Death of a dogma: eukaryotic mRNAs can code for more than one protein. Mouilleron, H., Delcourt, V., & Roucou, X. Nucleic Acids Res, 44(1):14–23, January, 2016.
Death of a dogma: eukaryotic mRNAs can code for more than one protein [link]Paper  doi  abstract   bibtex   
mRNAs carry the genetic information that is translated by ribosomes. The traditional view of a mature eukaryotic mRNA is a molecule with three main regions, the 5' UTR, the protein coding open reading frame (ORF) or coding sequence (CDS), and the 3' UTR. This concept assumes that ribosomes translate one ORF only, generally the longest one, and produce one protein. As a result, in the early days of genomics and bioinformatics, one CDS was associated with each protein-coding gene. This fundamental concept of a single CDS is being challenged by increasing experimental evidence indicating that annotated proteins are not the only proteins translated from mRNAs. In particular, mass spectrometry (MS)-based proteomics and ribosome profiling have detected productive translation of alternative open reading frames. In several cases, the alternative and annotated proteins interact. Thus, the expression of two or more proteins translated from the same mRNA may offer a mechanism to ensure the co-expression of proteins which have functional interactions. Translational mechanisms already described in eukaryotic cells indicate that the cellular machinery is able to translate different CDSs from a single viral or cellular mRNA. In addition to summarizing data showing that the protein coding potential of eukaryotic mRNAs has been underestimated, this review aims to challenge the single translated CDS dogma.
@article{mouilleron_death_2016,
	title = {Death of a dogma: eukaryotic {mRNAs} can code for more than one protein},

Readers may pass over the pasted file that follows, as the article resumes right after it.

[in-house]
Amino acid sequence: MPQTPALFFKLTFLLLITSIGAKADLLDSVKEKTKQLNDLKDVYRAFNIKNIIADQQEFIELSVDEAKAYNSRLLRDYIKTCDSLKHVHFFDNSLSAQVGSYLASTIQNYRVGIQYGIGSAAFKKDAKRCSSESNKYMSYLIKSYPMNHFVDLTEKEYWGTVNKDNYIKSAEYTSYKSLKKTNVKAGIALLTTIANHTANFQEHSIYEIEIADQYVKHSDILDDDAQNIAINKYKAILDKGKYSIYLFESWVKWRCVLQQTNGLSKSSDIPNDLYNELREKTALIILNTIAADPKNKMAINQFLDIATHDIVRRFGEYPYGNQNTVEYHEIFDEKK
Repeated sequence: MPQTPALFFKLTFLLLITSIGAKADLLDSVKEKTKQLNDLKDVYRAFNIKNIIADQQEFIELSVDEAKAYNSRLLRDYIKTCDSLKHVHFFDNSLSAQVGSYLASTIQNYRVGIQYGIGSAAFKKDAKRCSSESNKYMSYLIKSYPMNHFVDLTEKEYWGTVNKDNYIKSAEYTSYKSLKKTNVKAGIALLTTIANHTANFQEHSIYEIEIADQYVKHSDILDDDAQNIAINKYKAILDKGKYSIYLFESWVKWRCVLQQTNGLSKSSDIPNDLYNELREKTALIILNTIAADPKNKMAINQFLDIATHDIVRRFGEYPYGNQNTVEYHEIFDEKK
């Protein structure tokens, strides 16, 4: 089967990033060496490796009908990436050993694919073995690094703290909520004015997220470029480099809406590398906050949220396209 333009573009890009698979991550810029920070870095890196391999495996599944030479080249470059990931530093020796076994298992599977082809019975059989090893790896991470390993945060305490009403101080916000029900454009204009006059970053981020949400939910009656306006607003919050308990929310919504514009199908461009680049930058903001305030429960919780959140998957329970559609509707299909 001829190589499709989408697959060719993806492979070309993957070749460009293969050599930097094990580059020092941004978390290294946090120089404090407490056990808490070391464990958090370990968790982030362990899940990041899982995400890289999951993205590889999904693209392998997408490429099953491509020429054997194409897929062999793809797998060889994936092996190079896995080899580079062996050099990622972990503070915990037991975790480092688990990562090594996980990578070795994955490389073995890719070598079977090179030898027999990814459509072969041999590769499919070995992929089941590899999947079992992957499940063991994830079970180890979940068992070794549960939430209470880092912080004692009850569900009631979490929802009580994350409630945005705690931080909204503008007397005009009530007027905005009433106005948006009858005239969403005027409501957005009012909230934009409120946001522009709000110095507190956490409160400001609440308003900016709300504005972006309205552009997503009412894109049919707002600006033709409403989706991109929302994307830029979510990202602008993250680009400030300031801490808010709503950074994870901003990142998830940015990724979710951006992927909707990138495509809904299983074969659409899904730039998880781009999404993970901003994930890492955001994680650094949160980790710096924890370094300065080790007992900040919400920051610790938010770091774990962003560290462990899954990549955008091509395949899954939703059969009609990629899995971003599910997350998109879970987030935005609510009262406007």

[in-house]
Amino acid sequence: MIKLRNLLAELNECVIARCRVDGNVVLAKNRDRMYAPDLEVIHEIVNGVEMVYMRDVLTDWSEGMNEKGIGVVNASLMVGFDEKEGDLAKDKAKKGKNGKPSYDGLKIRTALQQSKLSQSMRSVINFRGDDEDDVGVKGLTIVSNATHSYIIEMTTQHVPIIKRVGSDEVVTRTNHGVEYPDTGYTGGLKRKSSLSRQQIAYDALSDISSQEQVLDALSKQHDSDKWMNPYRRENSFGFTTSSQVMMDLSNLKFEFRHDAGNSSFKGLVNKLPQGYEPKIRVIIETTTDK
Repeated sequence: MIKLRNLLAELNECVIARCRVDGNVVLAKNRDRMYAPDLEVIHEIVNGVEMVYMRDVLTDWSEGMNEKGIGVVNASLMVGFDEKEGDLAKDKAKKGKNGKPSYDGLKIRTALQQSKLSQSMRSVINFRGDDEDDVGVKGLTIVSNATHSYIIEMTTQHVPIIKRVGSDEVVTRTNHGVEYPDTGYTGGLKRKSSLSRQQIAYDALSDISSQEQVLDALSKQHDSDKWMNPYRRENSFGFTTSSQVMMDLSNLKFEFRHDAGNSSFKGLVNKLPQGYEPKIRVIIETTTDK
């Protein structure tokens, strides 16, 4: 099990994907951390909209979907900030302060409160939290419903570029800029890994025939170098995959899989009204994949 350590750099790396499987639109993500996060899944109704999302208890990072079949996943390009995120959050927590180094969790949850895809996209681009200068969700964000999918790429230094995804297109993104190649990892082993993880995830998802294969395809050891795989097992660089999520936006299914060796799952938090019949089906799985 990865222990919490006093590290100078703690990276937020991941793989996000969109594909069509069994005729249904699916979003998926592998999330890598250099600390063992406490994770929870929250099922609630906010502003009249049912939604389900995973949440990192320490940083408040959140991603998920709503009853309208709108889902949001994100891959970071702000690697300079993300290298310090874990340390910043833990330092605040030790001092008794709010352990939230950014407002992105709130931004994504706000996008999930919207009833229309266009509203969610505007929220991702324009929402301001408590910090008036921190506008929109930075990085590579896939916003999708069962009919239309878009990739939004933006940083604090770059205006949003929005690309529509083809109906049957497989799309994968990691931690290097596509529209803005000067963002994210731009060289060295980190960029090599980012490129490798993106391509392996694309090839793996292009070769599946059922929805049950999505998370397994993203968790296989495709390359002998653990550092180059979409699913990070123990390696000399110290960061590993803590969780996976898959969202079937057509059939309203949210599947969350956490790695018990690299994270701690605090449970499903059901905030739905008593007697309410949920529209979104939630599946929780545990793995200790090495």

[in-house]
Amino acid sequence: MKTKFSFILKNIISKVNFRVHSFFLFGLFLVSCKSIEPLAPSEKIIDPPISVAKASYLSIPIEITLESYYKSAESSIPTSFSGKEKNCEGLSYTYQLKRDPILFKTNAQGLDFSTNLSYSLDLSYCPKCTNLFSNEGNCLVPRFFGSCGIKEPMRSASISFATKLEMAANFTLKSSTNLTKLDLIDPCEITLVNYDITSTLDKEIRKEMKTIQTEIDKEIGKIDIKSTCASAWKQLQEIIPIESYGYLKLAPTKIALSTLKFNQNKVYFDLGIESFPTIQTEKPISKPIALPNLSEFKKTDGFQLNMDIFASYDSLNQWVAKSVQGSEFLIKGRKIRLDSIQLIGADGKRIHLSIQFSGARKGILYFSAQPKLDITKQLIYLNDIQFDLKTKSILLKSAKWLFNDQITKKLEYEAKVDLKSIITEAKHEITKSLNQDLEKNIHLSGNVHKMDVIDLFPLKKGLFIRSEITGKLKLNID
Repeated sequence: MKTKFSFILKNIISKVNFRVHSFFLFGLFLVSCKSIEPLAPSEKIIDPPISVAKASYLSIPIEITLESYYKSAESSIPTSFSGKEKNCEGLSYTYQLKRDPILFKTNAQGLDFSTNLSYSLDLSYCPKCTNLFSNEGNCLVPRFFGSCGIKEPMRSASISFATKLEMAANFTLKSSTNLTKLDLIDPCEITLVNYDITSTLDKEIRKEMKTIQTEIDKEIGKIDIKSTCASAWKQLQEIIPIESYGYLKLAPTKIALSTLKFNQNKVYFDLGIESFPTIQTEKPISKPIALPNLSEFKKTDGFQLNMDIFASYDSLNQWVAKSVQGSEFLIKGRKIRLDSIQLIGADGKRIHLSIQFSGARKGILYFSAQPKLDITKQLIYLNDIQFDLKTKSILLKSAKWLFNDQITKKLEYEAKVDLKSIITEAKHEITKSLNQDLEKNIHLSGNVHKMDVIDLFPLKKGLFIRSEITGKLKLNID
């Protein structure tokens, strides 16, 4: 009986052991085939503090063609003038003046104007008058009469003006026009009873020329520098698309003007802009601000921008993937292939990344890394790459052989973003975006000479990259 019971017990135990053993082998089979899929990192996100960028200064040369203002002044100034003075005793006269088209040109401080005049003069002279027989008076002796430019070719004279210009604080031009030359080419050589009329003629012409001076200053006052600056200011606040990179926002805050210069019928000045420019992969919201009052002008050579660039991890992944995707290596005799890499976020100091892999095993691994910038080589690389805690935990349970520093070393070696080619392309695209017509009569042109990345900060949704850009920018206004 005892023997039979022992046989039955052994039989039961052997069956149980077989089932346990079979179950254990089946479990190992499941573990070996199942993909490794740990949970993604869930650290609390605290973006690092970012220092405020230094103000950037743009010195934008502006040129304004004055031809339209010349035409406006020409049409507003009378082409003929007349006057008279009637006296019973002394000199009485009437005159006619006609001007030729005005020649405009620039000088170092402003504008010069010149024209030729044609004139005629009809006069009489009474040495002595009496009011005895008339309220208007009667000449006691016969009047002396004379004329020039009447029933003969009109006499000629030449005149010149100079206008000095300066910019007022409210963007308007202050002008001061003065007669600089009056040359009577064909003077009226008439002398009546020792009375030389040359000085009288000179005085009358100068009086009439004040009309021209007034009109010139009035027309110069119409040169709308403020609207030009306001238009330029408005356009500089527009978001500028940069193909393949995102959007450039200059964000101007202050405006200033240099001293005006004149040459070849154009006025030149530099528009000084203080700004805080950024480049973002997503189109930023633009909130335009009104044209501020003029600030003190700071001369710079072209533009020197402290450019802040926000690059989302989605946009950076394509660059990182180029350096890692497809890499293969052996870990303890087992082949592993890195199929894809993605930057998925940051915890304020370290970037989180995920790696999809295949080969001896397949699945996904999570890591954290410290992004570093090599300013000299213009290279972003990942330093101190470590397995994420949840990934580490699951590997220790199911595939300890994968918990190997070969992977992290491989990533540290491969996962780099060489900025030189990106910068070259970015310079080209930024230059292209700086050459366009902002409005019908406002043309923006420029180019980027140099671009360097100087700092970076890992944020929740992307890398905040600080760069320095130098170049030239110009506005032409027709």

volume = {44},
	issn = {1362-4962 (Electronic) 0305-1048 (Linking)},
	shorttitle = {Death of a dogma: eukaryotic {mRNAs} can code for more than one protein},
	url = {http://www.ncbi.nlm.nih.gov/pubmed/26578573},
	doi = {10.1093/nar/gkv1218},
	abstract = {mRNAs carry the genetic information that is translated by ribosomes. The traditional view of a mature eukaryotic mRNA is a molecule with three main regions, the 5' UTR, the protein coding open reading frame (ORF) or coding sequence (CDS), and the 3' UTR. This concept assumes that ribosomes translate one ORF only, generally the longest one, and produce one protein. As a result, in the early days of genomics and bioinformatics, one CDS was associated with each protein-coding gene. This fundamental concept of a single CDS is being challenged by increasing experimental evidence indicating that annotated proteins are not the only proteins translated from mRNAs. In particular, mass spectrometry (MS)-based proteomics and ribosome profiling have detected productive translation of alternative open reading frames. In several cases, the alternative and annotated proteins interact. Thus, the expression of two or more proteins translated from the same mRNA may offer a mechanism to ensure the co-expression of proteins which have functional interactions. Translational mechanisms already described in eukaryotic cells indicate that the cellular machinery is able to translate different CDSs from a single viral or cellular mRNA. In addition to summarizing data showing that the protein coding potential of eukaryotic mRNAs has been underestimated, this review aims to challenge the single translated CDS dogma.},
	number = {1},
	journal = {Nucleic Acids Res},
	author = {Mouilleron, H. and Delcourt, V. and Roucou, X.},
	month = jan,
	year = {2016},
	keywords = {Humans, Animals, *Protein Biosynthesis, Eukaryotic Cells/metabolism, Open Reading Frames, RNA, Messenger/chemistry/*genetics},
	pages = {14--23}
}
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